Trump moves to assert party control despite Facebook ban

Despite losing the presidency to Joe Biden last year and enduring a second impeachment, the brash billionaire remains his party's most influential figure.
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Trump moves to assert party control despite Facebook ban

A phone screen displays the statement of former US President Donald Trump on his Facebook page background on May 5 in Arlington, Virginia.

Social media has been his weapon of choice for battling Republican dissidents, but Donald Trump is seeking to tighten his iron grip on the party even after a ruling on Wednesday extending his ban on Facebook.

Despite losing the presidency to Joe Biden last year and enduring a second impeachment after January's deadly insurrection at the US Capitol, the brash billionaire remains his party's most influential figure.

He made clear he knows it on Wednesday, reiterating his false claims of election fraud and demanding a leadership shake-up which led his former rival Biden to declare that a "mini-revolution" was upending the Republican Party.

Trump blasted party leaders who have publicly reprimanded him, including top Senate Republican Mitch McConnell, or who voted to impeach him in January, most notably No. 3 House Republican Liz Cheney who appears increasingly likely to face removal from her conference chairmanship.

"Liz Cheney is a warmongering fool who has no business in Republican Party leadership," Trump said in a fervid statement, adding that he backs leaders who believe in his "Make America Great Again" movement.

New York Republican congresswoman "Elise Stefanik is a far superior choice, and she has my COMPLETE and TOTAL endorsement for GOP conference chair," he said.

Stefanik, a 36-year-old onetime moderate who went all-in for Trump during his presidency, voted against certifying the election results for Biden in multiple swing states.

Trump's endorsement comes amid rising party tensions over Cheney, the most senior Republican woman in Congress, who has refused to tamp down her public denunciations of Trump.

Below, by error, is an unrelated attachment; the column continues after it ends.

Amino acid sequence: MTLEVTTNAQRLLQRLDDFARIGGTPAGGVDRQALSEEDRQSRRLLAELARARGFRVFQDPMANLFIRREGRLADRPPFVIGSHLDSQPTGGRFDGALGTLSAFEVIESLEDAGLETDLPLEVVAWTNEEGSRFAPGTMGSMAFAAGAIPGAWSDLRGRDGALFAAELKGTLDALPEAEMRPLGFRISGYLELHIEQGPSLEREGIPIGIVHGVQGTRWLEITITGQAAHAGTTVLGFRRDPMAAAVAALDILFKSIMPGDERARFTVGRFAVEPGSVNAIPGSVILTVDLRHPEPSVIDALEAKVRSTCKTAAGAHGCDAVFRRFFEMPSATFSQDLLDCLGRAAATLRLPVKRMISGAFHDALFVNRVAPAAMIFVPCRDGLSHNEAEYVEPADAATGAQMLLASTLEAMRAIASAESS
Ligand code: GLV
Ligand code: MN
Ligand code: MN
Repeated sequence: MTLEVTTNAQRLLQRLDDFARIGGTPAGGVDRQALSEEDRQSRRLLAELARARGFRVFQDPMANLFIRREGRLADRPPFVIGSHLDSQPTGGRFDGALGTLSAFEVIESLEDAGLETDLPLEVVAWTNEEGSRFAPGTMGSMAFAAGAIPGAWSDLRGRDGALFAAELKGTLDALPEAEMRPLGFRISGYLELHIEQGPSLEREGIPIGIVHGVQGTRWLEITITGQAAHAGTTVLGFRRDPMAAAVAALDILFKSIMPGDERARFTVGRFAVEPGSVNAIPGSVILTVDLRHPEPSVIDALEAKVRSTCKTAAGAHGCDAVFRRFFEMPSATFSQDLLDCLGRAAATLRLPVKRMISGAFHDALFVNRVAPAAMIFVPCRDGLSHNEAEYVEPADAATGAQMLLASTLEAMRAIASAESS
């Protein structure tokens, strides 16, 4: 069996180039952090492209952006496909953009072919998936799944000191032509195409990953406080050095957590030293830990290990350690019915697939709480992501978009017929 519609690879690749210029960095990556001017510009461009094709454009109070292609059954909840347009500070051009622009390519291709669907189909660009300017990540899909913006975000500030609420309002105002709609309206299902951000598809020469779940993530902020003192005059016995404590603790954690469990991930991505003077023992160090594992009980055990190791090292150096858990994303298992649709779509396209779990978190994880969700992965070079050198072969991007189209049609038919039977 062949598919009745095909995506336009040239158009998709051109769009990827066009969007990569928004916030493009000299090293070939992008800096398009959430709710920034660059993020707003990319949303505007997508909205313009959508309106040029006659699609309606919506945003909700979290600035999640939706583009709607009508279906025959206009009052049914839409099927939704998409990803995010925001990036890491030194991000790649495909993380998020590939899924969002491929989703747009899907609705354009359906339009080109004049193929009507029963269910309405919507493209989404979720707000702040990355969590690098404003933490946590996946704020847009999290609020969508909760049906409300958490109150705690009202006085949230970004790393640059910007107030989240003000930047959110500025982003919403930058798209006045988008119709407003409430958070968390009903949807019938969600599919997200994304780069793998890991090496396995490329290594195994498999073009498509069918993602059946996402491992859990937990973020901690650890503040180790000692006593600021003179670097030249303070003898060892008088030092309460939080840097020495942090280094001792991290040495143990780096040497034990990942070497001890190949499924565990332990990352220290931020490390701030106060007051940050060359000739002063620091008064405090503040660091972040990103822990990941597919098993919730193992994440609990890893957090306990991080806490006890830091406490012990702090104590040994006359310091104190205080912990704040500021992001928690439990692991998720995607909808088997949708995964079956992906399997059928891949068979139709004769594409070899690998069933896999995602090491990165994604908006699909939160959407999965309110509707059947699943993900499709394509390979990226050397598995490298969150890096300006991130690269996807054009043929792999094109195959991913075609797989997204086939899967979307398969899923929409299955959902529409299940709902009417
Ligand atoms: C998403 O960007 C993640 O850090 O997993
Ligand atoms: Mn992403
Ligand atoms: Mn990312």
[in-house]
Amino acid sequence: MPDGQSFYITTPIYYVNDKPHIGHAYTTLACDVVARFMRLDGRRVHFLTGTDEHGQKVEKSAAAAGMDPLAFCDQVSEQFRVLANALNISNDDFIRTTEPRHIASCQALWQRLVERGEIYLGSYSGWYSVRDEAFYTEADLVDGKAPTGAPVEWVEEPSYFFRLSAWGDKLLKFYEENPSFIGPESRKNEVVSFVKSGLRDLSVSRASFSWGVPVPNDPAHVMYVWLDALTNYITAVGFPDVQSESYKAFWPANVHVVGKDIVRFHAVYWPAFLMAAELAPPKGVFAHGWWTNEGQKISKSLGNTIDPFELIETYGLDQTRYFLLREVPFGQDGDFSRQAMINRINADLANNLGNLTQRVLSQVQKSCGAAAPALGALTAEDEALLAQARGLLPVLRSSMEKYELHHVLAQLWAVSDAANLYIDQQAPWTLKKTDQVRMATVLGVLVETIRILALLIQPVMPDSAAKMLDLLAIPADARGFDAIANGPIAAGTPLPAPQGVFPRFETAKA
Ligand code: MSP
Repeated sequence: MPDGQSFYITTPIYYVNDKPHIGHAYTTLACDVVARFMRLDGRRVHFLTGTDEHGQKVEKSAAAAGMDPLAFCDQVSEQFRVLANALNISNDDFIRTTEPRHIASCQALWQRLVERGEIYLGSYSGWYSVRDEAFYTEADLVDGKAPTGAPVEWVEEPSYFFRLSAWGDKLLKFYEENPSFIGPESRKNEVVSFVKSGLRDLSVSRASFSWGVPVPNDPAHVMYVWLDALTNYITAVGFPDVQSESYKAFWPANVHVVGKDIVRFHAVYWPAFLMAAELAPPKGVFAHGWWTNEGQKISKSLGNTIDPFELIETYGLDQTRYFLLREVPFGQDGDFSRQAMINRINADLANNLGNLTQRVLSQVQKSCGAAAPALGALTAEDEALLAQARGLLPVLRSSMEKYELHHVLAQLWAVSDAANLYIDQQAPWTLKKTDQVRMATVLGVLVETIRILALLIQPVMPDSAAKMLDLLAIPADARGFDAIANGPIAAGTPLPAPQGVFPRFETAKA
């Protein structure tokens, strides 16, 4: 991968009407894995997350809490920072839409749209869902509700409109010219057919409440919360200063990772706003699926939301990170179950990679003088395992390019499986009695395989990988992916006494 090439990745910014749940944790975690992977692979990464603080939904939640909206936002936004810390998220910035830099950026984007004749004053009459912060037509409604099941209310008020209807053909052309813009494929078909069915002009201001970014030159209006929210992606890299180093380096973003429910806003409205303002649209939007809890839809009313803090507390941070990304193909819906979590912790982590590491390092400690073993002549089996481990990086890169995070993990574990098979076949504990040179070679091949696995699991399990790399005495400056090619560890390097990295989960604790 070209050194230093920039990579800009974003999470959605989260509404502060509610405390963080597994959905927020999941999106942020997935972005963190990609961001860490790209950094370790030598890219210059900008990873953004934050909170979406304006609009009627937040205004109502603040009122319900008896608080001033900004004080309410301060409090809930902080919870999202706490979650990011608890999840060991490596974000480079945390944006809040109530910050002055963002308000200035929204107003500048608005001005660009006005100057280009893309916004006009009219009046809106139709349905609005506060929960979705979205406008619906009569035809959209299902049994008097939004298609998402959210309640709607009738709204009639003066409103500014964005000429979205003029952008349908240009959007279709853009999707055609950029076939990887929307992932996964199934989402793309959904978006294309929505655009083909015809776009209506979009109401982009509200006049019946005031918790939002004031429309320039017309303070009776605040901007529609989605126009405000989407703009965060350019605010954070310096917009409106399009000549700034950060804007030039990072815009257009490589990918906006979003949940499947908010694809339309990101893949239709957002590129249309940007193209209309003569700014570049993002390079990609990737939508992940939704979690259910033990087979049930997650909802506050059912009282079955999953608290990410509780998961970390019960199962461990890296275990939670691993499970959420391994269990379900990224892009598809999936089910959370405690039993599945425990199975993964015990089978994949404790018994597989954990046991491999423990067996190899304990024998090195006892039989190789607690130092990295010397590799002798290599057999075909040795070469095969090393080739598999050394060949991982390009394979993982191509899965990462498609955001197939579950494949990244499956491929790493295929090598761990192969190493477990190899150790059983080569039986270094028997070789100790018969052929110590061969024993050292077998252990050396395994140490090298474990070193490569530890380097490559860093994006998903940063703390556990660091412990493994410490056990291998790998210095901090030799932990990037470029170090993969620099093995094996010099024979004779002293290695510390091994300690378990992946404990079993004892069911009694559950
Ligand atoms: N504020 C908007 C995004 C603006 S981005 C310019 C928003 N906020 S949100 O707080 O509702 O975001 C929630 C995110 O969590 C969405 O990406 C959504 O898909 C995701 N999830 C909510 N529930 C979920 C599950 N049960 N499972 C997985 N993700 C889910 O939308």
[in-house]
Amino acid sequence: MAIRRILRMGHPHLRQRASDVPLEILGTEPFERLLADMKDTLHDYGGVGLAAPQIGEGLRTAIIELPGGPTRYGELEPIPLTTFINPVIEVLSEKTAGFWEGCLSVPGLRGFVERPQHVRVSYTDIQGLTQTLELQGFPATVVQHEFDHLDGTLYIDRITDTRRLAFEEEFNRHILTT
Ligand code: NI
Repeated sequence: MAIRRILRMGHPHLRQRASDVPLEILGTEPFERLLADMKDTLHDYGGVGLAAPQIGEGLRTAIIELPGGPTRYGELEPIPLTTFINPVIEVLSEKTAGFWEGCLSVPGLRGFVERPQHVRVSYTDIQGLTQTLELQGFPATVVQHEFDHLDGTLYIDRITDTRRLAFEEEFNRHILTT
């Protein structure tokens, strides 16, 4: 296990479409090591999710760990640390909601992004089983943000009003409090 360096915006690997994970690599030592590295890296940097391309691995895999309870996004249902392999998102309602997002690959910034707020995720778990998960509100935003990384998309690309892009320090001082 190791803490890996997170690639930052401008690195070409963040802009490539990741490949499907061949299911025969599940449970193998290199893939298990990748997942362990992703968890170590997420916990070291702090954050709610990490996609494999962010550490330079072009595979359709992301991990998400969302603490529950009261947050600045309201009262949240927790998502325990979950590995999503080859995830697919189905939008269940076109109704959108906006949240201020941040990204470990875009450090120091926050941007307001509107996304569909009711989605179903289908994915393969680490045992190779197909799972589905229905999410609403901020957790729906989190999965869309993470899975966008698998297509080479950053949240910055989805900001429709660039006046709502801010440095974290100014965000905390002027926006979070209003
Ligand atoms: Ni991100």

And it all but assures that a conference-wide vote on whether to keep Cheney in the post will occur soon after lawmakers return to Washington next week.

Cheney, a third-term congresswoman from Wyoming, punched back at Trump in a new op-ed.

Her party was "at a turning point," she wrote in The Washington Post, calling on fellow Republicans to "steer away from the dangerous and anti-democratic Trump cult of personality."

"History is watching," she added.

The internal tug-of-war caught the attention of Biden, who told reporters on Wednesday he was surprised at the Republican revolt.

"I think the Republicans are further away from trying to figure out who they are and what they stand for than I thought they would be at this point," he said.

Minutes after Facebook's independent oversight board upheld a ban on Trump — although it ordered the social media giant to further review the case — he blasted the restriction as a "total disgrace" and warned against limiting a president's free speech rights.

He also repeated his audacious lie that Biden and other Democrats stole the election.

Cheney "continues to unknowingly and foolishly say that there was no election fraud in the 2020 presidential election when in fact, the evidence... shows the exact opposite," Trump seethed.

"Had gutless and clueless MINORITY Leader Mitch McConnell... fought to expose all of the corruption that was presented at the time, with more found since, we would have had a far different presidential result, and our country would not be turning into a socialist nightmare."

The former president added a rallying cry to his supporters: "Never give up!"

With Trump considering another White House run, he launched a new page on his website where he pledges to present information to voters "straight from the desk of Donald J Trump."

But he no doubt misses the social media megaphone that allowed him to dominate news cycles and impulsively blast his message to more than 100 million followers.

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